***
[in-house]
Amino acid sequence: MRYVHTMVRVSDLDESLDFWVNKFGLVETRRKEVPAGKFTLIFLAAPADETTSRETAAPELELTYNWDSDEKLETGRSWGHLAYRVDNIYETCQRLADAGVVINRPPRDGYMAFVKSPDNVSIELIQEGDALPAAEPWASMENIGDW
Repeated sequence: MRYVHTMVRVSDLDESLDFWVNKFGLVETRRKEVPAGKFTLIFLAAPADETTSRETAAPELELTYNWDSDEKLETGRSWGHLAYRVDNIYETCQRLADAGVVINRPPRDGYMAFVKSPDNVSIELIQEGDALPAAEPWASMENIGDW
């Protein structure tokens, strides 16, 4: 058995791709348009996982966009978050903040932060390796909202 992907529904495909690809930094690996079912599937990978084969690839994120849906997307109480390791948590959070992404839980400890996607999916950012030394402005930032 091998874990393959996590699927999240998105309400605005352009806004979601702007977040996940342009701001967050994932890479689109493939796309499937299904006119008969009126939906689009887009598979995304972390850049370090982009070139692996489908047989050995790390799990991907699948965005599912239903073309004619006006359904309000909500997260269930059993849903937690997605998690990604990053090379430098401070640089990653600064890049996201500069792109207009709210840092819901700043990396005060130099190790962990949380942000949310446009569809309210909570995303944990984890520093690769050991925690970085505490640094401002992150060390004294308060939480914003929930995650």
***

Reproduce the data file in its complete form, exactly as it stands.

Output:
[in-house]
Amino acid sequence: MRYVHTMVRVSDLDESLDFWVNKFGLVETRRKEVPAGKFTLIFLAAPADETTSRETAAPELELTYNWDSDEKLETGRSWGHLAYRVDNIYETCQRLADAGVVINRPPRDGYMAFVKSPDNVSIELIQEGDALPAAEPWASMENIGDW
Repeated sequence: MRYVHTMVRVSDLDESLDFWVNKFGLVETRRKEVPAGKFTLIFLAAPADETTSRETAAPELELTYNWDSDEKLETGRSWGHLAYRVDNIYETCQRLADAGVVINRPPRDGYMAFVKSPDNVSIELIQEGDALPAAEPWASMENIGDW
């Protein structure tokens, strides 16, 4: 058995791709348009996982966009978050903040932060390796909202 992907529904495909690809930094690996079912599937990978084969690839994120849906997307109480390791948590959070992404839980400890996607999916950012030394402005930032 091998874990393959996590699927999240998105309400605005352009806004979601702007977040996940342009701001967050994932890479689109493939796309499937299904006119008969009126939906689009887009598979995304972390850049370090982009070139692996489908047989050995790390799990991907699948965005599912239903073309004619006006359904309000909500997260269930059993849903937690997605998690990604990053090379430098401070640089990653600064890049996201500069792109207009709210840092819901700043990396005060130099190790962990949380942000949310446009569809309210909570995303944990984890520093690769050991925690970085505490640094401002992150060390004294308060939480914003929930995650």